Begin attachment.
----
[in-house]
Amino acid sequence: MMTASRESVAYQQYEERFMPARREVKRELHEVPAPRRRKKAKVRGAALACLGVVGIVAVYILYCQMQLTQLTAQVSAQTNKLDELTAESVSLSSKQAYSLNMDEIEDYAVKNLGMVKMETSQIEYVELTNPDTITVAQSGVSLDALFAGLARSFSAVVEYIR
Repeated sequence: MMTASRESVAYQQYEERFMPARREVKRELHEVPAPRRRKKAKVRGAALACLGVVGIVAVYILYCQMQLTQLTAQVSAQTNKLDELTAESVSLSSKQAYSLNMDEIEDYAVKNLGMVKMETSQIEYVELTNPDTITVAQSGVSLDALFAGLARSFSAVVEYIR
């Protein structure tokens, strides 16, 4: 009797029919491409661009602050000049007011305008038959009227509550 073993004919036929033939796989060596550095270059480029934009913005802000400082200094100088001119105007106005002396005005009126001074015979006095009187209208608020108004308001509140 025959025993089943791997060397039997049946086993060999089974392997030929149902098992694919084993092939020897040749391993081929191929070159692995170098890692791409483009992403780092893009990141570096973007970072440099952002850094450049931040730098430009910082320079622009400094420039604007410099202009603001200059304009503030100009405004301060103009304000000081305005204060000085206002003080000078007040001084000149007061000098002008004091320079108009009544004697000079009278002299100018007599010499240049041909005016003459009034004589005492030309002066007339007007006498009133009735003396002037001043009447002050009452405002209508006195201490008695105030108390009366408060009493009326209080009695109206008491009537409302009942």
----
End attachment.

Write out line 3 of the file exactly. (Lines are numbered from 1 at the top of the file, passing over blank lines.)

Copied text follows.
Repeated sequence: MMTASRESVAYQQYEERFMPARREVKRELHEVPAPRRRKKAKVRGAALACLGVVGIVAVYILYCQMQLTQLTAQVSAQTNKLDELTAESVSLSSKQAYSLNMDEIEDYAVKNLGMVKMETSQIEYVELTNPDTITVAQSGVSLDALFAGLARSFSAVVEYIR